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Supportive living center, state sued for discrimination over "no mental illness" policy

By Jonathan Bilyk | Oct 17, 2013

An Elgin woman and a group specializing in assisting those with disabilities find housing has filed a lawsuit against a Chicago-based housing provider and the state of Illinois, alleging that the provider's policy to turn away people diagnosed with mental illness violates federal anti-discrimination laws.

On Oct. 15, Kimberly O’Connor of Elgin and the West Chicago-based HOPE Fair Housing Center brought the action in Chicago’s federal court against Eden Management LLC, the parent company of Eden Supportive Living, and several Eden employees and state officials.

The state officials named as defendants in the suit include Gov. Pat Quinn, and the directors of the Department of Healthcare and Family Services, the Department on Aging and the Department of Human Services, among others.

O’Connor and HOPE are represented by attorneys Jennifer K. Soule, James G. Bradtke and James G. Griffin of Soule, Bradtke and Lambert in Chicago, as well as Susan Ann Silverstein of the AARP Foundation Litigation in Washington, D.C.

The action stems from recent unsuccessful attempts by O’Connor -- who has been diagnosed with mental illness, as well as several physical ailments -- to obtain housing through Eden. It also arises from a recent investigation by HOPE into Eden’s policies pertaining to the availability of housing at Eden’s properties for those with mental illness.

According to the complaint, O’Connor, 59, suffers from a variety of physical impairments, including “a severe heart condition, ruptured discs, diabetes, neuropathy, and recurring ulcers, “which combine to make it difficult for her “to perform the activities of daily living such as food shopping, meal preparation, cooking and cleaning.”

In October 2012, O’Connor was hospitalized and attempted to secure housing at Eden’s supportive living center in North Aurora, a benefit for which, because of her physical impairments, she would otherwise qualify.

However, when O’Connor informed an Eden representative that she also had been diagnosed with a mental illness, Eden abruptly ended the interview and screening process, the complaint alleges.

“Defendant Eden’s representative told Ms. O’Connor that defendant Eden did not accept residents with her diagnosis and hung up the phone,” the suit states.

O’Connor contacted Eden again later in 2012, and this time, speaking with a different representative, chose not to inform them of her mental illness diagnosis. This time, she advanced further through the screening process, but was again turned away when the mental illness diagnosis came to light.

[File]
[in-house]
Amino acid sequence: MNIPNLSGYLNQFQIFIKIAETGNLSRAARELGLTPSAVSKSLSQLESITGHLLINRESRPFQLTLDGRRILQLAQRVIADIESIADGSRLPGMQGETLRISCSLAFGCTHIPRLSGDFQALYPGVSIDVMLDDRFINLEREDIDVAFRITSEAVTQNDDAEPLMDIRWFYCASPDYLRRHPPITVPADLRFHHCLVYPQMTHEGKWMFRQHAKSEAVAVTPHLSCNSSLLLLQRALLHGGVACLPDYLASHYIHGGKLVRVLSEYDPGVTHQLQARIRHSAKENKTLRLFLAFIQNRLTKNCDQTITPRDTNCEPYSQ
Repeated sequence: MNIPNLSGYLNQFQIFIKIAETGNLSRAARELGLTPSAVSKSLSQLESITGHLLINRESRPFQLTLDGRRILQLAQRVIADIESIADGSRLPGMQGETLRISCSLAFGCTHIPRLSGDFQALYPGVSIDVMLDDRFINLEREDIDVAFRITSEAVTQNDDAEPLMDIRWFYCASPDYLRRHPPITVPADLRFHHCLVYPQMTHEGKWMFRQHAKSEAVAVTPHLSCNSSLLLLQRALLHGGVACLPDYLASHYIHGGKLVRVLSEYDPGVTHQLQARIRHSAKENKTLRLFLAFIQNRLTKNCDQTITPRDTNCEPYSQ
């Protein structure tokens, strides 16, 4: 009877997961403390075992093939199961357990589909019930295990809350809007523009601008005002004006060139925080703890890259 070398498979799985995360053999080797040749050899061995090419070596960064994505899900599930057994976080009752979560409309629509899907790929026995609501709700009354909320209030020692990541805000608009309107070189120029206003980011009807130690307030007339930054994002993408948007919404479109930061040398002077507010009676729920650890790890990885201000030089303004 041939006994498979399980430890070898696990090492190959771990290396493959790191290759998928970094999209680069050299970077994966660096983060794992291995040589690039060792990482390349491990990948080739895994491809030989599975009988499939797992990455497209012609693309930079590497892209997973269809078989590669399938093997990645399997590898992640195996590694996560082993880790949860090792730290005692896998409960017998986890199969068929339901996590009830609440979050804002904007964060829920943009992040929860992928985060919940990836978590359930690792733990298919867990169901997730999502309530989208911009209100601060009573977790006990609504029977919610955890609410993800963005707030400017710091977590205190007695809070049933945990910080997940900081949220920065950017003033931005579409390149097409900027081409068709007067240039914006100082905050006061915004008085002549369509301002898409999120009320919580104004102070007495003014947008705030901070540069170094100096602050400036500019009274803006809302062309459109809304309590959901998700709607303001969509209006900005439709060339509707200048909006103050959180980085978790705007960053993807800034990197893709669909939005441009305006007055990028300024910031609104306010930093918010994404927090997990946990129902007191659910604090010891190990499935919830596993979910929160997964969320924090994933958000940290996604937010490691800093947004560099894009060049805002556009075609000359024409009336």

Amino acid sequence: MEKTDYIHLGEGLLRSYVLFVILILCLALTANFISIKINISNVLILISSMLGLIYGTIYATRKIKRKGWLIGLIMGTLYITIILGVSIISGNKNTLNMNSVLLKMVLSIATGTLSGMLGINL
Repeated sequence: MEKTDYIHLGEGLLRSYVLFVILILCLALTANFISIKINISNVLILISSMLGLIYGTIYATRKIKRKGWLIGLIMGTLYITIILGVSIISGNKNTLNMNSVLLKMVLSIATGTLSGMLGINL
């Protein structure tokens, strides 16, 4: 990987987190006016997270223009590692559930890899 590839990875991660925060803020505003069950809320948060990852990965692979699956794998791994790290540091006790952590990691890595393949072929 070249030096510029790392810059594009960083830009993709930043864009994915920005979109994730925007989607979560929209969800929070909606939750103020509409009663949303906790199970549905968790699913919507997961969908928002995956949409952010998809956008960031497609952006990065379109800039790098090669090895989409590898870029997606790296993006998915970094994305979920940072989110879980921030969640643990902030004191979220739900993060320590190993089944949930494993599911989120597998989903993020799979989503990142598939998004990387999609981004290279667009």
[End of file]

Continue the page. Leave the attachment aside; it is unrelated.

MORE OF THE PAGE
After that, O’Connor “became homeless and lived in shelters,” according to the complaint.

As she searched for a new place to live, O’Connor connected with HOPE. That group then began investigating Eden.

The investigation in early 2013 included the use of “testers,” who contacted Eden properties in Chicago, North Aurora and Champaign. At each location, the testers were informed of Eden’s policy of denying housing to anyone with “any diagnosis of mental illness.”

Since Eden accepts Medicaid and Social Security funds, the plaintiffs allege that Eden’s policies violate the federal Fair Housing Act and the Americans with Disabilities Act, which prohibit discrimination against those with disabilities, including mental illness.

Further, the plaintiffs assert that Illinois’ policies, which permit such policies to stand at state-licensed supportive living facilities which are funded, at least in part, by Medicaid, similarly violate those federal statutes.

The complaint alleges that such policies “will result in outright exclusion or unjustified institutional segregation or isolation of individuals receiving medical care from the state of Illinois.”

It also contends that the distribution of Medicaid dollars to such supportive living centers “increases the likelihood of unduly segregating people” with mental illness diagnoses, such as O’Connor.

Such policies, the suit asserts, “permit actors such as the Eden defendants to discriminatorily implement ‘no mental illness’ policies at state-licensed supportive living facilities in violation of the FHA, ADA and Rehabilitation Act.”

In their suit, the plaintiffs ask the court to declare that Eden and the state have violated federal law, and to issue an injunction against the continued use of “no mental illness” screening policies, as well as to award other unspecified damages.

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